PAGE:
Praying at Christmas with USPG
and Lichfield Cathedral
(4): 28 December 2017

Snow at the Garden of Remembrance and Lichfield Cathedral the earlier this month (Photograph: Steve Johnson, 2017)

Patrick Comerford

Today is the feast of the Holy Innocents [28 December 2017].

Until the end of December 2017, I am continuing a practice I began at the beginning of Advent this year. I am spending a short time of prayer and reflection each morning, using the prayer diary of the Anglican mission agency USPG (United Society Partners in the Gospel) and the Advent and Christmas Devotional Calendar from Lichfield Cathedral.

USPG, founded in 1701, is an Anglican mission agency supporting churches around the world in their mission to bring fullness of life to the communities they serve.

Under the title Pray with the World Church, the current prayer diary (22 October 2017 to 10 February 2018), offers prayers and reflections from the Anglican Communion.

This week, the Prayer Diary visits the Holy Land, and this theme was introduced on Sunday by Salwa Khoury, who is based at Saint Luke’s Hospital in Nablus on the West Bank.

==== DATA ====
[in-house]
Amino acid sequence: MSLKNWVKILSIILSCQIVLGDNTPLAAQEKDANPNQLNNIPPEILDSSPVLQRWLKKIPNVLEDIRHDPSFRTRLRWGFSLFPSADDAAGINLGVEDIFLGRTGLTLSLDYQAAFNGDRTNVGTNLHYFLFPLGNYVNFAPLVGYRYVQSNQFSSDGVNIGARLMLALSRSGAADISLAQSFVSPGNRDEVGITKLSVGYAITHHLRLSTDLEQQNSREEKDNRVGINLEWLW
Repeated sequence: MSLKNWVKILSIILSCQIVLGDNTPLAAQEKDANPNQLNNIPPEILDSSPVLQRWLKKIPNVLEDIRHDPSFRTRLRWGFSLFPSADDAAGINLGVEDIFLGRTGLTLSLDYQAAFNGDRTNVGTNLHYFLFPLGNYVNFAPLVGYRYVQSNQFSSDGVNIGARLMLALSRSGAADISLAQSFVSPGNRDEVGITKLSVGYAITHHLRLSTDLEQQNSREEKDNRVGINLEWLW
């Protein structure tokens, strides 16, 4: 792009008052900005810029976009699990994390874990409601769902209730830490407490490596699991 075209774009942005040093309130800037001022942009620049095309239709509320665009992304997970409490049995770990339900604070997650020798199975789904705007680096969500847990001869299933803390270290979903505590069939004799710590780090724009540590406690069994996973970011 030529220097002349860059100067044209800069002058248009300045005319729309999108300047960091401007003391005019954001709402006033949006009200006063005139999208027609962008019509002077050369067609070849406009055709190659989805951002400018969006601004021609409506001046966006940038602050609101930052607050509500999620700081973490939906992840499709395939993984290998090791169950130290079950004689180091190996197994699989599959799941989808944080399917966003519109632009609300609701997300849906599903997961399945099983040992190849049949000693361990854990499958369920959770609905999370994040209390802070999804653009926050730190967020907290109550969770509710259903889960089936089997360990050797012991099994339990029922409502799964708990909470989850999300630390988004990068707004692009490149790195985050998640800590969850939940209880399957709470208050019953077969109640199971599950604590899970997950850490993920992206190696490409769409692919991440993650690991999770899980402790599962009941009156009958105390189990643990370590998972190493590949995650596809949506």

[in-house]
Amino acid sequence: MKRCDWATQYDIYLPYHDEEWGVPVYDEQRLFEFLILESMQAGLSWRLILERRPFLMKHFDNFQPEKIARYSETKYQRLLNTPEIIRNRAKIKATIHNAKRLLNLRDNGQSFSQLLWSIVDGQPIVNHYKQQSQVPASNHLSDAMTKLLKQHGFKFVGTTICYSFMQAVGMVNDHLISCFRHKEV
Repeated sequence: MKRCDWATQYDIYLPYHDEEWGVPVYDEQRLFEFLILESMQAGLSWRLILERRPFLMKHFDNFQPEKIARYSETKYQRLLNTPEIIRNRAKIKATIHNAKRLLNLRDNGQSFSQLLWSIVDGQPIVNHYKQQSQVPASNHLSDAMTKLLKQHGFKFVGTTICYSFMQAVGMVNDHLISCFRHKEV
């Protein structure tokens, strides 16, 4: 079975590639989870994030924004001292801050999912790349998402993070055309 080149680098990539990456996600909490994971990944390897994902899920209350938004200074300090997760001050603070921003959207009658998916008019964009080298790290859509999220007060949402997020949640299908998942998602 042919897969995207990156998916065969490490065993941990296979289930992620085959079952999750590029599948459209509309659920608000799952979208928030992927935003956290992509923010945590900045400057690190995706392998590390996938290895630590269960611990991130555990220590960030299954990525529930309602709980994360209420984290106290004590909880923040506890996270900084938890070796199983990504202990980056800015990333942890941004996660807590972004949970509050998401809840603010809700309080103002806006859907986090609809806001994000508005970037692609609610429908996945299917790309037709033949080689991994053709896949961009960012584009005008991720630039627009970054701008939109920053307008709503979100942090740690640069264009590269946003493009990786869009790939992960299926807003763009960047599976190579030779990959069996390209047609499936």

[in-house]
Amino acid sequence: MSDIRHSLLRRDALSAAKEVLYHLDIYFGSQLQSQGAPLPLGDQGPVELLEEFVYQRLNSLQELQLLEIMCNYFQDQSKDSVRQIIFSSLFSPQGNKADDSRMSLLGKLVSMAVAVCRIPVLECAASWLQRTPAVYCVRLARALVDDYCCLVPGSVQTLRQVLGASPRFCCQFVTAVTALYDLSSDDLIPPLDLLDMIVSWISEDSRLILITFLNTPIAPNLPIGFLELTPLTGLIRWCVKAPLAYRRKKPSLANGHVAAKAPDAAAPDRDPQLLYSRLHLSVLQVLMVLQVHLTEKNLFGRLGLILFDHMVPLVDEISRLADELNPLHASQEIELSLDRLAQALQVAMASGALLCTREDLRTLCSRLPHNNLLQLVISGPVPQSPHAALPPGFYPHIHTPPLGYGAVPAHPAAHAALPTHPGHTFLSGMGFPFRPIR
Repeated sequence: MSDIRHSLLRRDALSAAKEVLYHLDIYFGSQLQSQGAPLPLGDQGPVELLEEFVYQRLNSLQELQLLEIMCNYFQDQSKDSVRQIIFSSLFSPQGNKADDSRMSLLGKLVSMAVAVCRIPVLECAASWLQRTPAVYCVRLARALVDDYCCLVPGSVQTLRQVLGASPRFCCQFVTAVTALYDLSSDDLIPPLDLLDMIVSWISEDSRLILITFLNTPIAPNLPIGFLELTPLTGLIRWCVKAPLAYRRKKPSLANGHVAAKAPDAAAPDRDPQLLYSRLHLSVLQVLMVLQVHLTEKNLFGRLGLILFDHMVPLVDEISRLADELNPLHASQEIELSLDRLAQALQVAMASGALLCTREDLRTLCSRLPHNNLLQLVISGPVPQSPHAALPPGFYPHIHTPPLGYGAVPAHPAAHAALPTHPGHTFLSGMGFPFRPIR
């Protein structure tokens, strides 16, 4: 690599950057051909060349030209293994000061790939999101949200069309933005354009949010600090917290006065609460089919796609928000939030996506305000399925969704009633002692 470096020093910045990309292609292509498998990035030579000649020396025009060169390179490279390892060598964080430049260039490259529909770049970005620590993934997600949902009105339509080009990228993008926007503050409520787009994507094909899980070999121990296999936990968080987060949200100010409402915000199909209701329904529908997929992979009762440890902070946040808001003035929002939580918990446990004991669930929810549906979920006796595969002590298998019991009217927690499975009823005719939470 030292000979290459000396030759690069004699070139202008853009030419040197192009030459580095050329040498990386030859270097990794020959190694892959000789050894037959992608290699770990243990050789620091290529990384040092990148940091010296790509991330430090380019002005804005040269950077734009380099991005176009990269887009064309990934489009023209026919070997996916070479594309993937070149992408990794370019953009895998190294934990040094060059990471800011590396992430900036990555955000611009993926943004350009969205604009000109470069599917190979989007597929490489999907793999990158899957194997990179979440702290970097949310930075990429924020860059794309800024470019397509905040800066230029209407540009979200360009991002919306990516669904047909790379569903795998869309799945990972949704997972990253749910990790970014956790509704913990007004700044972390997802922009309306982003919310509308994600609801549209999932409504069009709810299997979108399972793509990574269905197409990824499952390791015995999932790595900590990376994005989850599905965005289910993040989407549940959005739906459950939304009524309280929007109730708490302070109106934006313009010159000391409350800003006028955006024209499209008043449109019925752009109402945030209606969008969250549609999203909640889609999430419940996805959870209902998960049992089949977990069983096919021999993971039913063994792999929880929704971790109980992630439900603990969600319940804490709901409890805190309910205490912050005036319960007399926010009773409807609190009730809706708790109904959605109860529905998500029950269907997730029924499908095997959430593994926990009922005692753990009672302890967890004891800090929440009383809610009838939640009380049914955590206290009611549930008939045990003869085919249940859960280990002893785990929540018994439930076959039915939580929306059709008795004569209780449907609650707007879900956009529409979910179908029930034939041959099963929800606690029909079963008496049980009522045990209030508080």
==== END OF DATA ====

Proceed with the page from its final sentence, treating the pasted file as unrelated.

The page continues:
The USPG Prayer Diary:

Thursday 28 December 2017, The Holy Innocents:

Pray for mothers and babies in Palestine who have little access to healthcare or who lack the funds to be able to pay medical fees.

Lichfield Cathedral Advent and Christmas Devotional Calendar:

The calendar suggests lighting a candle each day as you read the Bible and pray.

Today, the calendar suggests reading Matthew 2: 13-18.

The reflection for today offers this challenge:

Pray for all who suffer as a result of genocide, ethnic cleansing and the evil intent of others. Pray for the world’s children.

Yesterday’s reflection

Continued tomorrow.

27 December 2017

Island House has a unique
setting in Castleconnell

The Island House on Cloon Island in Castleconnell, Co Limerick, has an imposing Doric portico and a unique location i(Photograph: Patrick Comerford, 2017)

Patrick Comerford

The Island House on Cloon Island must be the most unusual house in Castleconnell, Co Limerick, with its imposing Doric portico, and with its most unusual location and setting.

Half-hidden behind a cluster of mature trees, this striking house actually stands on an island on the River Shannon, opposite the terrace of Georgian houses known as the Tontines, and it plays a significant role in both the landscape and the riverscape of Castleconnell.